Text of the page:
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State Secret

Two things baffle me about the Massacre at Batang Kali in 1948 of 24 ethnic Chinese rubber plantation workers by a patrol from the Scots Guards. Why is what happened still a British state secret? And why are there still people out there that won’t believe it happened?

In the past I’ve made a big deal of the women and children being loaded into vehicles and suggested this was evidence that there was more to the massacre than just a rogue patrol at work. It now seems possible that the vehicles were there to ferry the occupants of the Batang Kali settlement to work – and not sent by the Army to collect the women and children. In fact, it’s maybe unlikely vehicles would be sent by the Army; because it’s been alleged that the original plan was to kill everyone at Batang Kali. A soldier who was there has stated that the patrol had been told by one of their officers that the villagers at Batang Kali were supplying the local ethic-Chinese Communist guerrillas with food and were to be made an example of. The operation at Batang Kali was odd in that it was not led by an officer. From the start there were official suspicions about the patrol’s claim that all 24 men were shot while trying to escape. Surely, escaping men would have tried to scatter and wouldn’t have been mown down in several nice neat groups, one colonial administrator asked the Guardsmen. Then the administrator spoiled it by saying, allegedly, “I hope you get away with it”.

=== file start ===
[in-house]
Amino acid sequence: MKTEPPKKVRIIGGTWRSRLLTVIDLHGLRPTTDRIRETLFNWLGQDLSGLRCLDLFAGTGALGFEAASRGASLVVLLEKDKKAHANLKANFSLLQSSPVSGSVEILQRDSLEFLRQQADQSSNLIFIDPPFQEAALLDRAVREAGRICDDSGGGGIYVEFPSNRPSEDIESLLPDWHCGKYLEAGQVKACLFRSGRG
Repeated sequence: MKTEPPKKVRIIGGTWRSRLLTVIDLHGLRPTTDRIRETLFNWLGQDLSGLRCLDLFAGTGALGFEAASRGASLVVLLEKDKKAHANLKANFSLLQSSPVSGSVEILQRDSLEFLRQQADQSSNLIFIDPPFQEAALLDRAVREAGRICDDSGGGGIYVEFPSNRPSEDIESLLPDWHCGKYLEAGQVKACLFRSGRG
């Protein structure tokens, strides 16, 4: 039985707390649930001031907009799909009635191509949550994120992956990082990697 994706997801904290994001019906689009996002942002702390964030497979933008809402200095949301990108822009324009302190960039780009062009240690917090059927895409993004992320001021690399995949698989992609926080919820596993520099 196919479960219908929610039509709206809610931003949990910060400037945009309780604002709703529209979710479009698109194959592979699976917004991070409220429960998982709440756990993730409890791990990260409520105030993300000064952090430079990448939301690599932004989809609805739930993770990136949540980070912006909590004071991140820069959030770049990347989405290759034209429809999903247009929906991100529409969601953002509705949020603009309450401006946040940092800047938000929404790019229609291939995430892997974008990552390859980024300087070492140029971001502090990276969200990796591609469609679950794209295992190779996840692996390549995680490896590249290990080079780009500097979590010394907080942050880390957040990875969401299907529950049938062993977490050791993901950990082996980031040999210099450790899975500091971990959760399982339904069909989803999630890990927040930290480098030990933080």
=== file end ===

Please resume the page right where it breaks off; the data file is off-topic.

There is evidence that the villagers were indeed helping the guerrillas. Many other villages, either voluntarily or through coercion, were also aiding the Communists. As far as we know the only massacre was at Batang Kali. Why doesn’t Her Majesty’s Government want us to know why that was? Is it waiting until the last member of the patrol dies? Or are we never going to be allowed to find out what the truth is?

 

See Batang Kali Revisited

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